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House vs. townhome vs. condo
Old 09-05-2014, 12:08 PM   #1
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House vs. townhome vs. condo

What have you found to be the best housing choice after retirement? We're in a detached house now and feeling the weight of the maintenance costs.

Here are some initial pluses and minuses, as I see them, to get the discussion started...

Detached house: Full control, but full responsibility. You can control the timing of some home maintenance (such as a new roof and exterior painting), but the financial hit can throw off the annual retirement budget, particularly with unexpected items (furnace replacement). If you don't like yard work, that can be a substantial additional expense.

Townhome: You lose some control. You share a wall or two, which might lead to too much closeness with your neighbors. There are a lot of stairs, which may not be suitable for later years. With row houses, you share the decision on when to replace the roof or paint the house, but there's no yard to deal with.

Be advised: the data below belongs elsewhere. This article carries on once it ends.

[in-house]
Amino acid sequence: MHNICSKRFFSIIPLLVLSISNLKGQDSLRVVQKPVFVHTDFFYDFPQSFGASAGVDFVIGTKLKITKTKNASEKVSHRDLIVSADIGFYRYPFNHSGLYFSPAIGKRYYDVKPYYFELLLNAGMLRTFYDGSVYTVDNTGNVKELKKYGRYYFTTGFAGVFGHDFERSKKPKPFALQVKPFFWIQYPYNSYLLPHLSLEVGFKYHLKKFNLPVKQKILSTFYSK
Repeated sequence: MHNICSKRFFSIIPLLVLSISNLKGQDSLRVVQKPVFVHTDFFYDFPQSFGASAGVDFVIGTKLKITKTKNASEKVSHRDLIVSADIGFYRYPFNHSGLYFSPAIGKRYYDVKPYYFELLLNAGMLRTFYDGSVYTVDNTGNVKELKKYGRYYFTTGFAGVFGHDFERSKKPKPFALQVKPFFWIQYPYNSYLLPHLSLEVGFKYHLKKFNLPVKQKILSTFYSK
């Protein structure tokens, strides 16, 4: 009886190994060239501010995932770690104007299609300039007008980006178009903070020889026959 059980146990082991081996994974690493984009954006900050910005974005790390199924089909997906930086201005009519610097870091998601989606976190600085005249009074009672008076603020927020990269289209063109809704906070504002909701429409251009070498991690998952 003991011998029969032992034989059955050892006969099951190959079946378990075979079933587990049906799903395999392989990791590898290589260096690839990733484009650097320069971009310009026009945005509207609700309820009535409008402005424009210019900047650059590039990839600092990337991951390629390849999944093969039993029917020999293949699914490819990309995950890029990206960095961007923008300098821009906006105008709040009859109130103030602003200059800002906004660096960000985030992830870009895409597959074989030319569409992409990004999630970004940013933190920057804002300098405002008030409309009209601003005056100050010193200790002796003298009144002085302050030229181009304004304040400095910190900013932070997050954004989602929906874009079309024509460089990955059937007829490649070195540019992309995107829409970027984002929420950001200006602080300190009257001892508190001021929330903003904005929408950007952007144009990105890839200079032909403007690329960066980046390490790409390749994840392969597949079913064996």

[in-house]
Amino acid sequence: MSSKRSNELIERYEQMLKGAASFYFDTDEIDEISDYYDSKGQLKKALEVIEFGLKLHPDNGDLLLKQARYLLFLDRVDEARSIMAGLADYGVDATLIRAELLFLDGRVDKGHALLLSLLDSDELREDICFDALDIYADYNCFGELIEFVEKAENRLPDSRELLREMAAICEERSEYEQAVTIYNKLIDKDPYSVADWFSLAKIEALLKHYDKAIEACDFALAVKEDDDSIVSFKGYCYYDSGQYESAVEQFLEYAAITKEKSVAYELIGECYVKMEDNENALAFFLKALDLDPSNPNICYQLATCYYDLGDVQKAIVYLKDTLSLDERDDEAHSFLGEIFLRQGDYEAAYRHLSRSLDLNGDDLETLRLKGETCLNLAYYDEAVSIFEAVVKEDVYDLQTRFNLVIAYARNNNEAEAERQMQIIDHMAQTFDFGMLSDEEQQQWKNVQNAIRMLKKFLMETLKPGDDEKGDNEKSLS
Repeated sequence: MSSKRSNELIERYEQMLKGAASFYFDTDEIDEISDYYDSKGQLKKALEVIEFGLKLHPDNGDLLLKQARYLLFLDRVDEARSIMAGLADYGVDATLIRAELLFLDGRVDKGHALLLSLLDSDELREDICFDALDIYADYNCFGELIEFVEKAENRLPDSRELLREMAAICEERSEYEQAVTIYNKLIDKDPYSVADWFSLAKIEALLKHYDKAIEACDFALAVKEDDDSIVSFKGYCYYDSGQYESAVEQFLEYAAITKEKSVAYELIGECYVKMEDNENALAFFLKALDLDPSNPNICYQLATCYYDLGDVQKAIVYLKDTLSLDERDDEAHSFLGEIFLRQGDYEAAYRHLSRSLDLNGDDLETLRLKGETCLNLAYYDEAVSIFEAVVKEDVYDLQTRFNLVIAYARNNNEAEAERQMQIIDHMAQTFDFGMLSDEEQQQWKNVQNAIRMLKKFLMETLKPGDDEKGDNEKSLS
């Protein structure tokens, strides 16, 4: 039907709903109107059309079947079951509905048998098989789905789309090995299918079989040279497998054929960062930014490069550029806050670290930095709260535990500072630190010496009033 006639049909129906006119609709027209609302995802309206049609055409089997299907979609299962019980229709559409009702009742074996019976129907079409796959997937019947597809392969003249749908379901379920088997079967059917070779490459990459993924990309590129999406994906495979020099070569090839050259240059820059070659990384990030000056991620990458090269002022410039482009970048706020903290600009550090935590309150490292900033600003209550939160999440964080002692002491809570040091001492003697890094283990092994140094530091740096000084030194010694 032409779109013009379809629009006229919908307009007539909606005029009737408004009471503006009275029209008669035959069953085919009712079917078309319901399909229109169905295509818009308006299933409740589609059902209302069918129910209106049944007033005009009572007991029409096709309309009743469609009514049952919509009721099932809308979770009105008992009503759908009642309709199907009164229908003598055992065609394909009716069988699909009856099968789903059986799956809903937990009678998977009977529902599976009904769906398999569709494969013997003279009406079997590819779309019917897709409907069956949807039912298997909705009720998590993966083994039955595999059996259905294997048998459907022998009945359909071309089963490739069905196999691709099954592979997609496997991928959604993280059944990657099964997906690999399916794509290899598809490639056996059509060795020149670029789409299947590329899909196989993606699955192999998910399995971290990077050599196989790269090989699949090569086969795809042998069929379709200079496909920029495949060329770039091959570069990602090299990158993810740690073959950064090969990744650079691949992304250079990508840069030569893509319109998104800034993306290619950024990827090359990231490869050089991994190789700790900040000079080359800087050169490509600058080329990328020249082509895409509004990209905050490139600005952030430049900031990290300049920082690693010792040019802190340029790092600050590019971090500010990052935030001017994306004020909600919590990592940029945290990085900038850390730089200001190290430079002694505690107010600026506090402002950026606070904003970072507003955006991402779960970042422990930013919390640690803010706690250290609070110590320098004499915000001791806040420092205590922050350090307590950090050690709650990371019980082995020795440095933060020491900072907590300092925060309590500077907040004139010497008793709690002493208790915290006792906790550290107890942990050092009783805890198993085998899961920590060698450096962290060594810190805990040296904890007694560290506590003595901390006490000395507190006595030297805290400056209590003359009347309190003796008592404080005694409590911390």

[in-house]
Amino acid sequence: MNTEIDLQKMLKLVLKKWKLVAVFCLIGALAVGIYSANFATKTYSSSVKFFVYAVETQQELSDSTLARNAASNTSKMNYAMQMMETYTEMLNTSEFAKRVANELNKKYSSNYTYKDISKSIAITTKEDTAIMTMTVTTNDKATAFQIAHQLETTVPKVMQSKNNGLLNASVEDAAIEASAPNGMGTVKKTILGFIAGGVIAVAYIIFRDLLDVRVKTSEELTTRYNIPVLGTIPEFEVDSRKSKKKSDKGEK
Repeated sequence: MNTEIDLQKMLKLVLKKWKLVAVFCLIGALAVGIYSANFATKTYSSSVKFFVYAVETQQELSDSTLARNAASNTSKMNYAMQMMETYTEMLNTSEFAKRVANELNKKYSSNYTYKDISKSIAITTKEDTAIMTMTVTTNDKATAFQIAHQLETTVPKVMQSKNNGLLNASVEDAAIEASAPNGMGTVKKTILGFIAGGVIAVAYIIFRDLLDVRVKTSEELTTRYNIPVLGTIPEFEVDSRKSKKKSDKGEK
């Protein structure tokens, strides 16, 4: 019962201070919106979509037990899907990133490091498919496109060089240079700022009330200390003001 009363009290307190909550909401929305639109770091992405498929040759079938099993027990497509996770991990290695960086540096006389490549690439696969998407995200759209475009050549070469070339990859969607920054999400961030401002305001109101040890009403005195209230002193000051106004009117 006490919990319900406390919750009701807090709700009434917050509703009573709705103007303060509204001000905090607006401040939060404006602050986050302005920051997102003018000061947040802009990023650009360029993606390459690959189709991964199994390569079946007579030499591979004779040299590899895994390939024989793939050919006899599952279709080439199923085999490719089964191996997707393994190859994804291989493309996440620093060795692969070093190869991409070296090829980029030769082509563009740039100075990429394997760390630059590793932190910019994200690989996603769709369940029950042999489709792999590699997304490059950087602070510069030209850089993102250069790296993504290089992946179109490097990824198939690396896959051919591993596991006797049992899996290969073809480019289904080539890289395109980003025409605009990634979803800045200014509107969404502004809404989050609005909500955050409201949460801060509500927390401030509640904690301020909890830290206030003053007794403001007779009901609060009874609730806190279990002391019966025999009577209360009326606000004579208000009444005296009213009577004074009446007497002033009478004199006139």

Condo: You share responsibility, but lose most control. No yard. Usually single level, so no stairs. Shared walls/ceiling/floor might be an issue. The monthly maintenance fee might seem like something you can plan a budget around, but if there's an added special assessment fee, you have to take the hit and have no control (other than a vote on the board) on the timing. Balancing the wants of all the residents can be extremely frustrating.

Your take?
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Old 09-05-2014, 12:23 PM   #2
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Everything you have said is true. People need to decide based on their own preferences and risk tolerance. Some risks are universal. For example, no matter where you live, you may run into bad neighbours.